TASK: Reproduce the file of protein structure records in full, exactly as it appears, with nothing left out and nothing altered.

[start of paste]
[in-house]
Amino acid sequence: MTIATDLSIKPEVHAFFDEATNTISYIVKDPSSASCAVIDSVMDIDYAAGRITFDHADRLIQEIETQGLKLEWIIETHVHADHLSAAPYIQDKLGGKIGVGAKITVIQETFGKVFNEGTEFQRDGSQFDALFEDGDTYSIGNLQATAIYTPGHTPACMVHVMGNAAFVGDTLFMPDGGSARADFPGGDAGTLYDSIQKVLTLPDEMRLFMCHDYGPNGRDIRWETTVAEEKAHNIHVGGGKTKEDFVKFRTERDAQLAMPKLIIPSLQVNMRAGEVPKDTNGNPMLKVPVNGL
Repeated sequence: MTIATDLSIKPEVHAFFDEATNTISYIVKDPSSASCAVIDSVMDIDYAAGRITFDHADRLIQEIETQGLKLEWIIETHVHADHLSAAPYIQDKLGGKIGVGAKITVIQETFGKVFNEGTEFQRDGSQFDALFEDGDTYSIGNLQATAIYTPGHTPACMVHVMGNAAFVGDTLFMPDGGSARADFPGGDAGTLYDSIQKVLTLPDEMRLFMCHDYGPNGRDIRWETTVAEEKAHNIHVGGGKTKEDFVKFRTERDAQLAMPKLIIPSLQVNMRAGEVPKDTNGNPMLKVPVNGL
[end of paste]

[in-house]
Amino acid sequence: MTIATDLSIKPEVHAFFDEATNTISYIVKDPSSASCAVIDSVMDIDYAAGRITFDHADRLIQEIETQGLKLEWIIETHVHADHLSAAPYIQDKLGGKIGVGAKITVIQETFGKVFNEGTEFQRDGSQFDALFEDGDTYSIGNLQATAIYTPGHTPACMVHVMGNAAFVGDTLFMPDGGSARADFPGGDAGTLYDSIQKVLTLPDEMRLFMCHDYGPNGRDIRWETTVAEEKAHNIHVGGGKTKEDFVKFRTERDAQLAMPKLIIPSLQVNMRAGEVPKDTNGNPMLKVPVNGL
Repeated sequence: MTIATDLSIKPEVHAFFDEATNTISYIVKDPSSASCAVIDSVMDIDYAAGRITFDHADRLIQEIETQGLKLEWIIETHVHADHLSAAPYIQDKLGGKIGVGAKITVIQETFGKVFNEGTEFQRDGSQFDALFEDGDTYSIGNLQATAIYTPGHTPACMVHVMGNAAFVGDTLFMPDGGSARADFPGGDAGTLYDSIQKVLTLPDEMRLFMCHDYGPNGRDIRWETTVAEEKAHNIHVGGGKTKEDFVKFRTERDAQLAMPKLIIPSLQVNMRAGEVPKDTNGNPMLKVPVNGL